Explainer: What is international humanitarian law?


But, what exactly are the rules of war, and what happens when they are broken?To find out more about international humanitarian law, known by its acronym IHL, UN News spoke with Eric Mongelard at the UN human rights office, OHCHR.Here’s what you need to know:Rules of warThe fact that war has rules is as old as war. From passages in the Bible and Quran to medieval European codes of chivalry, this ever-growing set of norms aims to limit a conflict’s effects on civilians or other non-combatants.The laws represent “the very minimum rules to preserve humanity in some of the worst situations known to mankind,” Mr. Mongelard said, noting that the rules of war apply the moment an armed conflict has begun.The laws in place today are primarily based on the Geneva Conventions, the first of which predates the UN by almost a century.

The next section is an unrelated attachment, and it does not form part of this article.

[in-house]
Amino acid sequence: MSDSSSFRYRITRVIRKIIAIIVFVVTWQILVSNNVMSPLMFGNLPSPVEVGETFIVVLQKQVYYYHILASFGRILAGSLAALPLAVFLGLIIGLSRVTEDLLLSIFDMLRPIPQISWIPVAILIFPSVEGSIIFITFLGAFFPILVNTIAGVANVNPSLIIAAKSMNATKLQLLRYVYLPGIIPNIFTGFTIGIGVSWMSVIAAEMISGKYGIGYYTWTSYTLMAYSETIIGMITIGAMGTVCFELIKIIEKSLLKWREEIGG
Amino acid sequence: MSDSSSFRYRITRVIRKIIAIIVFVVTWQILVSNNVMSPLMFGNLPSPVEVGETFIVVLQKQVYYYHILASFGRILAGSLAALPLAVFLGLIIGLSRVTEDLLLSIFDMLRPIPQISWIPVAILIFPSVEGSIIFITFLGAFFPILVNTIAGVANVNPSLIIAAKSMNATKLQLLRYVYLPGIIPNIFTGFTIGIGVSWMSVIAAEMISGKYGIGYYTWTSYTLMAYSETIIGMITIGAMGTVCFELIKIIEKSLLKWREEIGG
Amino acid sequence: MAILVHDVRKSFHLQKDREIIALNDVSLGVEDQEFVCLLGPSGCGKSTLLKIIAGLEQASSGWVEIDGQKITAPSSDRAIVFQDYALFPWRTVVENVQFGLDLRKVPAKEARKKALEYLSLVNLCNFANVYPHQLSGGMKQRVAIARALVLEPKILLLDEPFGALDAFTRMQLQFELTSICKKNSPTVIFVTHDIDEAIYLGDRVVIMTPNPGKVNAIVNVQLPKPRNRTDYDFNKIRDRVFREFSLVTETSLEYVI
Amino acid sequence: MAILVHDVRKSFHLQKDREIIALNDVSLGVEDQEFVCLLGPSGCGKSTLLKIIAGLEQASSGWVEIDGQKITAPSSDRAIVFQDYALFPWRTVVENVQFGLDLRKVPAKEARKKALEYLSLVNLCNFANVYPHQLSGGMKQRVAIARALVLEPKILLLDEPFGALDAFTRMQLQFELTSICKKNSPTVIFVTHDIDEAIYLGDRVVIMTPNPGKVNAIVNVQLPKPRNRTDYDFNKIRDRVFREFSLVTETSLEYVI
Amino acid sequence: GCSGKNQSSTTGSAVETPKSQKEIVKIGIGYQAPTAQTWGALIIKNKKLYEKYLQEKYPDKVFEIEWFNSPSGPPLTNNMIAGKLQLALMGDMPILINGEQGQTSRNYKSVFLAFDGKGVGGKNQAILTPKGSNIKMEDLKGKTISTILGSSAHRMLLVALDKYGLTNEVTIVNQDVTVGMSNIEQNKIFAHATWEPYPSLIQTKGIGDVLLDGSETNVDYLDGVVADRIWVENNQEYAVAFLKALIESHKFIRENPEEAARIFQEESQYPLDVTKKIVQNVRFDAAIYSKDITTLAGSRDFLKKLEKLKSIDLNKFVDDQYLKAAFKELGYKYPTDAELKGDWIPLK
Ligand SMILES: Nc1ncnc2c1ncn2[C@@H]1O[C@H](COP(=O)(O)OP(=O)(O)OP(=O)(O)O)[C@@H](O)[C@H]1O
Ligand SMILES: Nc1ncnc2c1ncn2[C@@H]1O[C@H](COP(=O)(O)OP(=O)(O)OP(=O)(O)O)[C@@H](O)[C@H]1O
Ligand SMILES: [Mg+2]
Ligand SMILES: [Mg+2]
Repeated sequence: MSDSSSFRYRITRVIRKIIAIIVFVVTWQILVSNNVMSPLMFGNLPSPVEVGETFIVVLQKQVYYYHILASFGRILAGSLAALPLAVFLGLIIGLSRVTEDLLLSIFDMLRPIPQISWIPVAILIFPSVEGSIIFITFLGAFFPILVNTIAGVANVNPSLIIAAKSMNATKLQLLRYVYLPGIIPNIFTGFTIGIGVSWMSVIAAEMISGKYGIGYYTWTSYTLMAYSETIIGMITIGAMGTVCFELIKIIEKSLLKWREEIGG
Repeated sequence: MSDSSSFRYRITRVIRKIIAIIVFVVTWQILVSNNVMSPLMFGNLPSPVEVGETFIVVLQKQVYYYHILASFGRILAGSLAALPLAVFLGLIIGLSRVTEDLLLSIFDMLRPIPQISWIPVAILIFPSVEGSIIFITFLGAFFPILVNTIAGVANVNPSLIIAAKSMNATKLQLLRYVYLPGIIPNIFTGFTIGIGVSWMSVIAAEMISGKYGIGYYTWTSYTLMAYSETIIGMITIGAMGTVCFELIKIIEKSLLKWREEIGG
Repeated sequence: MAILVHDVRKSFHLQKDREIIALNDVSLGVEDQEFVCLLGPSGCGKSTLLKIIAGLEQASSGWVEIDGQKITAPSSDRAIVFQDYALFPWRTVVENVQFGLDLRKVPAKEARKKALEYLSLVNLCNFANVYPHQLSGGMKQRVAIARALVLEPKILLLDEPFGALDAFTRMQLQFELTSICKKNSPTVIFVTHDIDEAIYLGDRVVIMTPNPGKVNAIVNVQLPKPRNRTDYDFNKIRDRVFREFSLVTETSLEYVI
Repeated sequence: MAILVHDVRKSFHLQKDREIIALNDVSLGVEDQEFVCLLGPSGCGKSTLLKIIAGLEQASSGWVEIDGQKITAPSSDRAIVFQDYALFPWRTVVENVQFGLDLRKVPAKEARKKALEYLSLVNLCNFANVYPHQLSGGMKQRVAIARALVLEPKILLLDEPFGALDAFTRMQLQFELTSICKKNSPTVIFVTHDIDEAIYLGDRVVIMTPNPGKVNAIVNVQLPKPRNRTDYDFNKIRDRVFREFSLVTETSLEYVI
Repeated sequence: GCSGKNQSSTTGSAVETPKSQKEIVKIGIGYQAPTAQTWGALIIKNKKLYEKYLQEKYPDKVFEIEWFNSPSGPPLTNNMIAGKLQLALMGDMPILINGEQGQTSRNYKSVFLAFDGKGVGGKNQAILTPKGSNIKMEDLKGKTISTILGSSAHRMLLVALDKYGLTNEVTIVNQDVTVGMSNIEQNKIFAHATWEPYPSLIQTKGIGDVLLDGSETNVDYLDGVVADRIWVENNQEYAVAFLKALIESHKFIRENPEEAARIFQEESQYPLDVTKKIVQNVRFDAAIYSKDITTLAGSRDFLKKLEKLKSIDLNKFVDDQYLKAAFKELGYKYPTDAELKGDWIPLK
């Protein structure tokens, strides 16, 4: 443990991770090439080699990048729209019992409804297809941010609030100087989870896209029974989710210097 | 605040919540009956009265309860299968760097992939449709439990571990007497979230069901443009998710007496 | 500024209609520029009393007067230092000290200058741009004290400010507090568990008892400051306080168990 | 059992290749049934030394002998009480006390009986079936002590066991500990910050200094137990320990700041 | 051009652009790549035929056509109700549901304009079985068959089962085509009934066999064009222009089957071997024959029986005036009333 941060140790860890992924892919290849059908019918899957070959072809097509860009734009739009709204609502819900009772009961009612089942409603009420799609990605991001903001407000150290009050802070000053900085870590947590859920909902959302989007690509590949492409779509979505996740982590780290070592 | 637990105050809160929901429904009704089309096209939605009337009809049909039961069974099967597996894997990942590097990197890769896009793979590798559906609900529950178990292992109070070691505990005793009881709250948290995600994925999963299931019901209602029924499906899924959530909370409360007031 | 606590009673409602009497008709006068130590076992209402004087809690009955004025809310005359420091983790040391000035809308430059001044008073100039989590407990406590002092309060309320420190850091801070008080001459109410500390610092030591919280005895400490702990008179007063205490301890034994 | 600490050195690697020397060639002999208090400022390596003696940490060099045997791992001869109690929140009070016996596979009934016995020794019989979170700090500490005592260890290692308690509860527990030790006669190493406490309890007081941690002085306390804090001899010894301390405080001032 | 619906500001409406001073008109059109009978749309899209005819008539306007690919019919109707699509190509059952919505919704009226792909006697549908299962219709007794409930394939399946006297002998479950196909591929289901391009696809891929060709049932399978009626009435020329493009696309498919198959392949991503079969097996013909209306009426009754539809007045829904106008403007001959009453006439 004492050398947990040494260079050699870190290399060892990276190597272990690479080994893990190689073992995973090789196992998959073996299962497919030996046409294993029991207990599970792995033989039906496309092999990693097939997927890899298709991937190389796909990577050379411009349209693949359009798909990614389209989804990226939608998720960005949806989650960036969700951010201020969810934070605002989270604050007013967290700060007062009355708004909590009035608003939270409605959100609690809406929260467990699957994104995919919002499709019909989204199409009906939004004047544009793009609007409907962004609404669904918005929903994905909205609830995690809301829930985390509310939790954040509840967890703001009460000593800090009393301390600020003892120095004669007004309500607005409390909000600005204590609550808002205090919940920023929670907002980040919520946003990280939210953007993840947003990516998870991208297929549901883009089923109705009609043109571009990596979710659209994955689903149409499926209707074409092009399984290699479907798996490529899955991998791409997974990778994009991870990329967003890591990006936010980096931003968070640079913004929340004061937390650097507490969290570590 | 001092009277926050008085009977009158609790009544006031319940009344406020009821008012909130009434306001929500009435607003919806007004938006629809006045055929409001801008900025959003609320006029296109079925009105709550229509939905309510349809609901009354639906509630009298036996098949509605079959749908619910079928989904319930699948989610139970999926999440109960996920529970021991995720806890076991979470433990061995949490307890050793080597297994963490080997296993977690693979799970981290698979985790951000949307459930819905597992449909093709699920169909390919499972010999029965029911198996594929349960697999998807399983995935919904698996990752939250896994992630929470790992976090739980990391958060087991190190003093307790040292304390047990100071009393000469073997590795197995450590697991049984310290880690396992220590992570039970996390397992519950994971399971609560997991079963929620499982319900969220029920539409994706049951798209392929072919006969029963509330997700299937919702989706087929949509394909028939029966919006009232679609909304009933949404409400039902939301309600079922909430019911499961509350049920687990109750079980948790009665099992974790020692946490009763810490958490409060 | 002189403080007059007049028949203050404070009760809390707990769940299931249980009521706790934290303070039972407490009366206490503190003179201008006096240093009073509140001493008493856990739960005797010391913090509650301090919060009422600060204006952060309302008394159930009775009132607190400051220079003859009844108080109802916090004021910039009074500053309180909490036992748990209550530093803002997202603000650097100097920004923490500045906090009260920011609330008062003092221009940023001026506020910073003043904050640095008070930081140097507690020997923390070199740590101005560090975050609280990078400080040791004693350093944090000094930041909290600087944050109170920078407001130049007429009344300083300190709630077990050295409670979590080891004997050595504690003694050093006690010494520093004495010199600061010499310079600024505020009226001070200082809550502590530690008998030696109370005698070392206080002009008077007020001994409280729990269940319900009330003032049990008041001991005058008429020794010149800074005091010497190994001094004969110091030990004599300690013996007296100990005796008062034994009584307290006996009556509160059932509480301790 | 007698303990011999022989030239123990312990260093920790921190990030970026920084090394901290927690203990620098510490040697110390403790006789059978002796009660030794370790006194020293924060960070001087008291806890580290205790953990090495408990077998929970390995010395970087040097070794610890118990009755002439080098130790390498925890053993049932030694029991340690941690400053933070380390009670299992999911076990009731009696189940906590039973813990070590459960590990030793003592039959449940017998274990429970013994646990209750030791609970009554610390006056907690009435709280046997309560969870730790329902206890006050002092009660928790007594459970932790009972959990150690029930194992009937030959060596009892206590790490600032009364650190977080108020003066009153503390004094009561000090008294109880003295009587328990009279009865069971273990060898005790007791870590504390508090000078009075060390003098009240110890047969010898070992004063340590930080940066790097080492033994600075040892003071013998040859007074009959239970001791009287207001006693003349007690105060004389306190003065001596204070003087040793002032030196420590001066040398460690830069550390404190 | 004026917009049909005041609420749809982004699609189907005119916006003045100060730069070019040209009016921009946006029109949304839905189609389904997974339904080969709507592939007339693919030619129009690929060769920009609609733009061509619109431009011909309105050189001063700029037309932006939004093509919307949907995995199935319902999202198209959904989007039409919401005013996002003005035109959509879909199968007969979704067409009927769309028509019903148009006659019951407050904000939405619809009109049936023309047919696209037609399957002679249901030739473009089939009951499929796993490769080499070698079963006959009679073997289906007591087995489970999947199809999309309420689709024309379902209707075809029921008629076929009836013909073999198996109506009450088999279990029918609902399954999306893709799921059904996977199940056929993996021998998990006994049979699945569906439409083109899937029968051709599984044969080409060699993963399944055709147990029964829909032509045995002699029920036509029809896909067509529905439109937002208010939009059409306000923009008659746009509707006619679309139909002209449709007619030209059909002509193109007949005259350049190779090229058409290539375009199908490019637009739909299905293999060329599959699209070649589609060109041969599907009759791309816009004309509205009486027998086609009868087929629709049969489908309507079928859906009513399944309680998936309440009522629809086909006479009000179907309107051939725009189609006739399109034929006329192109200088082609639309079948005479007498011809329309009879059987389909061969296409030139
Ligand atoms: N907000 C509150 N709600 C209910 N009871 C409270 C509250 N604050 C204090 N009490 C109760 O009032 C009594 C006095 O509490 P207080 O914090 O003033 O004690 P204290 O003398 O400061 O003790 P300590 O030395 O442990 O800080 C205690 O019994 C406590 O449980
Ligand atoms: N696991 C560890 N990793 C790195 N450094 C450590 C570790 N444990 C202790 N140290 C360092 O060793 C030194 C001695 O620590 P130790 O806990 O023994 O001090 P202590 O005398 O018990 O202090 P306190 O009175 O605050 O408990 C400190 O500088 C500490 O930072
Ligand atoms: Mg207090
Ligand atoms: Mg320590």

A UN interpreter works during a debate on international humanitarian law.

What are the Geneva Conventions?In 1859, Henri Dunant, a Swiss national tended battlefield casualties in Solferino, an experience that prompted him to propose what became the International Committee for Aid to the Wounded.That group shortly thereafter transformed into the International Committee of the Red Cross (ICRC) followed by the First Geneva Convention, signed in 1864 by 16 European nations. Since then, a growing number of countries have adopted subsequent other Geneva Conventions.More than 190 States have become parties to the 1949 conventions, which makes them universally applicable.New rules of war and protocols to the Geneva Conventions have developed as battlefield weaponry and warfare have become more sophisticated and sinister.International treaties have also emerged to ban a range of weapons triggered by 20th century conflicts, from the use of mustard gas in First World War trenches to airdropping napalm across Viet Nam. These binding conventions are also part of international humanitarian law.

A young British Red Cross worker assists drought victims at a camp in Bati, Ethiopia in 1984.